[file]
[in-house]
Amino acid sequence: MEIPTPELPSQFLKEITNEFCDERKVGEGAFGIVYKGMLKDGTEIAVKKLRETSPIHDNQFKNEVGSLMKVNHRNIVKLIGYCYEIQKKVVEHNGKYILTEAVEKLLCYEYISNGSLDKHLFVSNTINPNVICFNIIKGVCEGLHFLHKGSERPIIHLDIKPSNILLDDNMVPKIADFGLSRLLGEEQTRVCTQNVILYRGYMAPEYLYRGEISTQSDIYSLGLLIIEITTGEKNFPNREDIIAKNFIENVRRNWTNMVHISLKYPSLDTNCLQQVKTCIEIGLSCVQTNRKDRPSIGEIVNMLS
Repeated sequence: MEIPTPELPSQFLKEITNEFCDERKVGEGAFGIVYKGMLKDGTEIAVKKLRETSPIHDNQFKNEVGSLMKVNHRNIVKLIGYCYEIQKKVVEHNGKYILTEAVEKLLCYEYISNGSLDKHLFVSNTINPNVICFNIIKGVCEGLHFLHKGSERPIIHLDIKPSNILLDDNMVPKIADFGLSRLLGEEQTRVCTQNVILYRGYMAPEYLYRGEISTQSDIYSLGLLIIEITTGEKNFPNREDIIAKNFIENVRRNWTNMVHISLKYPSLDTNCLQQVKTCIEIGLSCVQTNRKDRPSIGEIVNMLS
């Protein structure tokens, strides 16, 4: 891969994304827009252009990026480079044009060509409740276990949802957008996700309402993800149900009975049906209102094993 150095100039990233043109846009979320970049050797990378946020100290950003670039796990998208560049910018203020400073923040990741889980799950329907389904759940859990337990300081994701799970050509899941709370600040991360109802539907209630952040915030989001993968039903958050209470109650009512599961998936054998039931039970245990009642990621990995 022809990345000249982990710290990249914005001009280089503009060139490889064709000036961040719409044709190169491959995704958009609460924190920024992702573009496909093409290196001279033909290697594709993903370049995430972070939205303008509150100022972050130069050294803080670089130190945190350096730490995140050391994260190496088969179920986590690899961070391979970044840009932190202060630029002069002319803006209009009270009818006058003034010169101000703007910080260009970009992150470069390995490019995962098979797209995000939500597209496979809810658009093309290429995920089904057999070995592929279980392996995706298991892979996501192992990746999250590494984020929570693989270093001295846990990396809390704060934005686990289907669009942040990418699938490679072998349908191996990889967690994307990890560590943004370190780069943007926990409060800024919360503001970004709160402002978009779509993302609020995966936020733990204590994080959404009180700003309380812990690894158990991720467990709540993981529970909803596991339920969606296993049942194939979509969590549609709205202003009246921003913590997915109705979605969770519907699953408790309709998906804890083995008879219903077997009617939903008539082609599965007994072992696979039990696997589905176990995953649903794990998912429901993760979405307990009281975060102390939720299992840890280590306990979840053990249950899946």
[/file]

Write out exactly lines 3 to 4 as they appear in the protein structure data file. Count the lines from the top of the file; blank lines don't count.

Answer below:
Repeated sequence: MEIPTPELPSQFLKEITNEFCDERKVGEGAFGIVYKGMLKDGTEIAVKKLRETSPIHDNQFKNEVGSLMKVNHRNIVKLIGYCYEIQKKVVEHNGKYILTEAVEKLLCYEYISNGSLDKHLFVSNTINPNVICFNIIKGVCEGLHFLHKGSERPIIHLDIKPSNILLDDNMVPKIADFGLSRLLGEEQTRVCTQNVILYRGYMAPEYLYRGEISTQSDIYSLGLLIIEITTGEKNFPNREDIIAKNFIENVRRNWTNMVHISLKYPSLDTNCLQQVKTCIEIGLSCVQTNRKDRPSIGEIVNMLS
């Protein structure tokens, strides 16, 4: 891969994304827009252009990026480079044009060509409740276990949802957008996700309402993800149900009975049906209102094993 150095100039990233043109846009979320970049050797990378946020100290950003670039796990998208560049910018203020400073923040990741889980799950329907389904759940859990337990300081994701799970050509899941709370600040991360109802539907209630952040915030989001993968039903958050209470109650009512599961998936054998039931039970245990009642990621990995 022809990345000249982990710290990249914005001009280089503009060139490889064709000036961040719409044709190169491959995704958009609460924190920024992702573009496909093409290196001279033909290697594709993903370049995430972070939205303008509150100022972050130069050294803080670089130190945190350096730490995140050391994260190496088969179920986590690899961070391979970044840009932190202060630029002069002319803006209009009270009818006058003034010169101000703007910080260009970009992150470069390995490019995962098979797209995000939500597209496979809810658009093309290429995920089904057999070995592929279980392996995706298991892979996501192992990746999250590494984020929570693989270093001295846990990396809390704060934005686990289907669009942040990418699938490679072998349908191996990889967690994307990890560590943004370190780069943007926990409060800024919360503001970004709160402002978009779509993302609020995966936020733990204590994080959404009180700003309380812990690894158990991720467990709540993981529970909803596991339920969606296993049942194939979509969590549609709205202003009246921003913590997915109705979605969770519907699953408790309709998906804890083995008879219903077997009617939903008539082609599965007994072992696979039990696997589905176990995953649903794990998912429901993760979405307990009281975060102390939720299992840890280590306990979840053990249950899946």